Examples of this problem are easier to explain than providing an initial definition:
- a way to track a player's position in a maze and efficiently update this position to a new valid position. Updating the position to an invalid position should be illegal.
- a way to navigate through a computer's file system by changing directories, one directory at a time. Moreover, we should be able to rename a directory efficiently.
In other words, one needs to be able to do a few things:
- store the current "position"
- modify the current "position"
- change the current "position" to some other "position" by following some "path"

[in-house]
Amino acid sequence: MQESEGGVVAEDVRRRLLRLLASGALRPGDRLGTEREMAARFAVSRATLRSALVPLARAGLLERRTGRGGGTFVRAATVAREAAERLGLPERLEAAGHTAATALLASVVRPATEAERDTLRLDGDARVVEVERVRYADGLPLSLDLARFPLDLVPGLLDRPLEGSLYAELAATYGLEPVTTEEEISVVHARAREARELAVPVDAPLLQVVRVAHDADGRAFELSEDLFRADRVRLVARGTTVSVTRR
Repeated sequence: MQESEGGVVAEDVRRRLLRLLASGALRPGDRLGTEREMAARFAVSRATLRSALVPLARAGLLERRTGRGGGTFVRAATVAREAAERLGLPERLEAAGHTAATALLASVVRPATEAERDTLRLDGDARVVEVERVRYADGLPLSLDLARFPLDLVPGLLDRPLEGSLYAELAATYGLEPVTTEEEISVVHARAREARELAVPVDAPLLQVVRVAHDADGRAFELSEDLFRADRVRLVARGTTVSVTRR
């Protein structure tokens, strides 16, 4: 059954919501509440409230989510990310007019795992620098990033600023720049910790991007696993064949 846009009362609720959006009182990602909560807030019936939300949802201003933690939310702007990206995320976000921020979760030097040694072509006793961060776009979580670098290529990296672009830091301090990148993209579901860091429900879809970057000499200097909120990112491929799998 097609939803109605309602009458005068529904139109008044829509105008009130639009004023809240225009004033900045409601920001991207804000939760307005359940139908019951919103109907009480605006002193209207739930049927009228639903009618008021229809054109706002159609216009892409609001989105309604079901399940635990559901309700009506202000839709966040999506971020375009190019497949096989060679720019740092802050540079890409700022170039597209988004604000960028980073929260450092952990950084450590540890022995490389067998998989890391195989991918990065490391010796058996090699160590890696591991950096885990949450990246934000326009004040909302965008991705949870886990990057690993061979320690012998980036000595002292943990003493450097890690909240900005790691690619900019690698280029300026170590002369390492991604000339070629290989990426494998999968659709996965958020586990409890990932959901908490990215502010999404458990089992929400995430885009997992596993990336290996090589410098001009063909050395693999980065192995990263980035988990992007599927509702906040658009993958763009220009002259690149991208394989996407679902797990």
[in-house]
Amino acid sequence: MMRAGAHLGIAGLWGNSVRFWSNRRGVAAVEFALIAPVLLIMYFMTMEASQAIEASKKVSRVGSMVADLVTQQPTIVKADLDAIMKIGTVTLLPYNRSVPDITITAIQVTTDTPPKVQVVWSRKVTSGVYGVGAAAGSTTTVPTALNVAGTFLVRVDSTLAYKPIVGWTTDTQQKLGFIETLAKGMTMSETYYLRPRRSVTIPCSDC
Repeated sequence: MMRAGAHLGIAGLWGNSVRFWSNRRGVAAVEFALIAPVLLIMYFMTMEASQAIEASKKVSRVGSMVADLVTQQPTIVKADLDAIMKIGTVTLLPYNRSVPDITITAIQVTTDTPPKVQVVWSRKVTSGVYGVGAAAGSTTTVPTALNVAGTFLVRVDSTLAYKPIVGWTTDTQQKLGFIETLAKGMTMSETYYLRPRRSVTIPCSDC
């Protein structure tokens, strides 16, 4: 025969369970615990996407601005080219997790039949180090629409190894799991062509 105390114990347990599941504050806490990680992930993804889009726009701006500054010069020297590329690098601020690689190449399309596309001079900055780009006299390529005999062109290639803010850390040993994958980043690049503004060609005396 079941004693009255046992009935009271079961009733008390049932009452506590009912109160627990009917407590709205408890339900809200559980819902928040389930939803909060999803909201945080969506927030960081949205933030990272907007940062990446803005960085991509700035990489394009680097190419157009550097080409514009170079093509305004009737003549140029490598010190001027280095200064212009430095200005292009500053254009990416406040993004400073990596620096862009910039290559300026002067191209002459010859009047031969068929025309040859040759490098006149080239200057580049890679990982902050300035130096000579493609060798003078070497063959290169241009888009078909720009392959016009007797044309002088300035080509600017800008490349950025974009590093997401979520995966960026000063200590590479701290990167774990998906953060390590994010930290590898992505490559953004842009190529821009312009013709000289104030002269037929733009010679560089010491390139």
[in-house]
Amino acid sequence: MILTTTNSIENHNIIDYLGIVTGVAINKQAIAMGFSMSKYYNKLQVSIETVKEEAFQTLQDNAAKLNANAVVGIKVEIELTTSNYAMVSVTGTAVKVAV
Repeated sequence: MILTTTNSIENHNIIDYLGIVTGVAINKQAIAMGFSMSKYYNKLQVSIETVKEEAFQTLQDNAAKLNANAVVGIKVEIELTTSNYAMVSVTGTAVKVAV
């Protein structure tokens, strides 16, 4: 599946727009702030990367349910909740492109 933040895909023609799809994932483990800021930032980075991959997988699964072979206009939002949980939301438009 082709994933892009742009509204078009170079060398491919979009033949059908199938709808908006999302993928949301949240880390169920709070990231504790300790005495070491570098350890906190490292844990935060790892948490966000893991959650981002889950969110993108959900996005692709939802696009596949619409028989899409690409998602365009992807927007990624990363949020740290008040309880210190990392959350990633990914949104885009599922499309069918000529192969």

- do this efficiently and with an API that prevents invalid positions.
This solution is called the
There are libraries the implement this for variuos types. Reading through the code can help you understand it pretty quickly:
For an non-code explanation on this concept, see these links:
- Haskell Wikibook's explanation, which includes pictures to help understand how this idea in general works.
- The original paper
- Learn You a Haskell for Great Good's explanation
- The Haskell Wiki's article on it, which includes a large number of additional resources
Cursors are one such application of this concept. See this post that clearly explains the problem and solution it solves.
Then, see my conclusion to an exploration of defining a cursor-based data structure that supports multiple carets/selections here with the full exploration here